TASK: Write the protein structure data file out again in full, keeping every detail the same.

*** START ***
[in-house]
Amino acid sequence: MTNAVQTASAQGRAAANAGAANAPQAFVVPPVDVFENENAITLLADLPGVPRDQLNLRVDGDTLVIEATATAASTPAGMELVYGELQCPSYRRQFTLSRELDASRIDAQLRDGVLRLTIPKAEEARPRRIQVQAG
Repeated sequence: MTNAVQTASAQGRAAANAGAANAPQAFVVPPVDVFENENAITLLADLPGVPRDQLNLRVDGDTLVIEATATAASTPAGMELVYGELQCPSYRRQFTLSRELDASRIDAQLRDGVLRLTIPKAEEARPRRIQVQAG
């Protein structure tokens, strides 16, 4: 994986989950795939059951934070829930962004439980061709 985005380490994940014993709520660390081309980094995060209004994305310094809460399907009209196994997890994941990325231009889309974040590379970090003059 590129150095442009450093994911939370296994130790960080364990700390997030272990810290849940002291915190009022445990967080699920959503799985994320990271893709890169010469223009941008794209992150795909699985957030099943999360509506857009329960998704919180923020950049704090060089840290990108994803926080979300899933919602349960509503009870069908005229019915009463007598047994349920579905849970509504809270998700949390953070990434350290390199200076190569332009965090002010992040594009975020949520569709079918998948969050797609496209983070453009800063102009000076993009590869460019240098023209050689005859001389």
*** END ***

[in-house]
Amino acid sequence: MTNAVQTASAQGRAAANAGAANAPQAFVVPPVDVFENENAITLLADLPGVPRDQLNLRVDGDTLVIEATATAASTPAGMELVYGELQCPSYRRQFTLSRELDASRIDAQLRDGVLRLTIPKAEEARPRRIQVQAG
Repeated sequence: MTNAVQTASAQGRAAANAGAANAPQAFVVPPVDVFENENAITLLADLPGVPRDQLNLRVDGDTLVIEATATAASTPAGMELVYGELQCPSYRRQFTLSRELDASRIDAQLRDGVLRLTIPKAEEARPRRIQVQAG
């Protein structure tokens, strides 16, 4: 994986989950795939059951934070829930962004439980061709 985005380490994940014993709520660390081309980094995060209004994305310094809460399907009209196994997890994941990325231009889309974040590379970090003059 590129150095442009450093994911939370296994130790960080364990700390997030272990810290849940002291915190009022445990967080699920959503799985994320990271893709890169010469223009941008794209992150795909699985957030099943999360509506857009329960998704919180923020950049704090060089840290990108994803926080979300899933919602349960509503009870069908005229019915009463007598047994349920579905849970509504809270998700949390953070990434350290390199200076190569332009965090002010992040594009975020949520569709079918998948969050797609496209983070453009800063102009000076993009590869460019240098023209050689005859001389």